What is pectin? Why do we need/use pectin?
Pectin is a natural jelling substance found in all fruits. Certo Pectin is extracted from citrus fruits. By adding pectin, you shorten the cooking time, resulting in a fresher fruit flavour and colour.

Can you interchange liquid pectin with crystals?
Different types of Certo Pectin products are not interchangeable. Each Certo Pectin product has its own unique recipes, using different proportions of ingredients, designed to give consistent results.

Insert recipes, remake directions and tips are available for the following Certo products :

How do you know which pectin to use?
Use the pectin product specified in your recipe. There are other jam making products on the market. Some contain pectin; others use gum to make their jams. Some have one standard recipe for all fruits that may not deliver consistent results with all types of fruit. Certo recipes cannot be used with any of these other products or vice versa.

Isn't jam making complicated, time consuming?
It's really easier than you may think, especially no-cook jams that can be made in less than 30 minutes and with no sterilizing required.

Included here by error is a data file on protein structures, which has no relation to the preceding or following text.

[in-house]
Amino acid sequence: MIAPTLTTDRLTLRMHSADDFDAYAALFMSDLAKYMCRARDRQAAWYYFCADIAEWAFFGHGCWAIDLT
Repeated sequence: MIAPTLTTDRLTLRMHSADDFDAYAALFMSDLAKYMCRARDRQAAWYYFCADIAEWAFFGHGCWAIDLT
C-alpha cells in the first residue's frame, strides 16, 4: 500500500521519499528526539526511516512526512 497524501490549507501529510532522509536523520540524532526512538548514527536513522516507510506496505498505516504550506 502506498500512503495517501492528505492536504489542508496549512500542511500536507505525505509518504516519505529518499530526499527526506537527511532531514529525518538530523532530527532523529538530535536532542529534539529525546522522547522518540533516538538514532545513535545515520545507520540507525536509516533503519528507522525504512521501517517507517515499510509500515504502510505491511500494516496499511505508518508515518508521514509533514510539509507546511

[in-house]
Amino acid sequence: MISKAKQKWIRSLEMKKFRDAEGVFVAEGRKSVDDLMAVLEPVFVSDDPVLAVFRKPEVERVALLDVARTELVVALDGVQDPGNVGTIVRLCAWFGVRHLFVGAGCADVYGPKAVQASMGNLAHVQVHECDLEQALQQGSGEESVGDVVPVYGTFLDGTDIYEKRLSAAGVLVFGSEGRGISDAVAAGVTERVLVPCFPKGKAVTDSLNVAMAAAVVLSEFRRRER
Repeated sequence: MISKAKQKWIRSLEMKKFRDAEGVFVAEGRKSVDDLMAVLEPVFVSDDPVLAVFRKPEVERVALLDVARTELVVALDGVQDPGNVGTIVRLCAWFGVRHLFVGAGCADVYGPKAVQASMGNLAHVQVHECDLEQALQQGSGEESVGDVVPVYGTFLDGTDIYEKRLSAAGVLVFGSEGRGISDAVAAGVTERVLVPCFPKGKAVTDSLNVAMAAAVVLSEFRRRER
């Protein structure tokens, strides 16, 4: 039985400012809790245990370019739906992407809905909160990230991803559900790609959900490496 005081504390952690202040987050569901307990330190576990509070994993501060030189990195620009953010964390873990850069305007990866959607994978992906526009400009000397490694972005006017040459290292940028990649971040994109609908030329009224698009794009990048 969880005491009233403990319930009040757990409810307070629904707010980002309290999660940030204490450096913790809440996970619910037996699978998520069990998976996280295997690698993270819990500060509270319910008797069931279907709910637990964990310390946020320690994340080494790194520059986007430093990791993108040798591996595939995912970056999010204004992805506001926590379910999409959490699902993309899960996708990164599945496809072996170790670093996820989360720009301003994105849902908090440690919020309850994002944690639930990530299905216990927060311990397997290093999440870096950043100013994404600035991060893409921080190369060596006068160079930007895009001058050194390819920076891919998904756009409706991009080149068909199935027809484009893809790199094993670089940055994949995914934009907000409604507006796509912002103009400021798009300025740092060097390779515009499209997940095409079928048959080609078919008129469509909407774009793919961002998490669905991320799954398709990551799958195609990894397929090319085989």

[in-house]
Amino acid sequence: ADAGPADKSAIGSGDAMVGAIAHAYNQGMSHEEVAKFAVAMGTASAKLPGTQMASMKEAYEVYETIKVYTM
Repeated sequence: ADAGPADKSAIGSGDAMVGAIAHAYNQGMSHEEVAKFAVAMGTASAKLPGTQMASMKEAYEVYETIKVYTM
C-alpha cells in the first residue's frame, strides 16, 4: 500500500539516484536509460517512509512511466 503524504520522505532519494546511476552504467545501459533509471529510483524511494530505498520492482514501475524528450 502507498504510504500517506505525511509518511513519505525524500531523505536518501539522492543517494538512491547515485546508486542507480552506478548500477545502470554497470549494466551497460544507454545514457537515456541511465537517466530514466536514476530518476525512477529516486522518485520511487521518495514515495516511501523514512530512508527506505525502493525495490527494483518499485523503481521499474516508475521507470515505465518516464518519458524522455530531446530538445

I remember my grandmother melting paraffin wax and pouring it on the jam - do you still have to do this?
This is no longer recommended since mould can grow underneath the wax. It is difficult to ensure an airtight seal.

Is sterilizing still recommended?
It's important to sterilize jars, lids and filling utensils for cooked jams to prevent mould. For no-cook jams, simply wash jars and lids or plastic containers with hot soapy water, rinse and fill. The freezer storage prevents mould spoilage.

How do you sterilize the jars?
Wash jars and lids in hot soapy water and rinse well. Sterilize jars, lids and rings by placing in a large baking pan and placing in oven at 225ºF for 10 minutes. Keep warm until filling time.

Don't you need to process/boil the jars in a hot water bath once the jam is finished?
By properly pre-sterilizing jars and lids and having everything hot when filling - you don't need the boiling water bath process.

How do I ensure I have the jar sealed properly?
Once the sterilized, warm jar is filled and two-piece lids are applied, turn the lid as far as it will go. After the jam or jelly has cooled, a jar is properly sealed if the lid is curved down and remains so when pressed. This may take up to 24 hours.

What is the difference between jam and jelly?
Jellies are made from the fruit juice squeezed from the fruit. Jams are made from crushed or cut-up fruit, which break up during cooking. Jams are thick but not as firm as jellies.

If I don't want to make my jam now, can I freeze my fruit and make it later?
Yes. No need to add sugar, but ascorbic acid is required before freezing for peaches and apricots to prevent browning. To individually freeze, place washed, peeled, and sectioned fruit on a tray and place in freezer until frozen (4 to 6 hours), then package. To use for jam, thaw, (do not drain) and measure as for fresh fruit.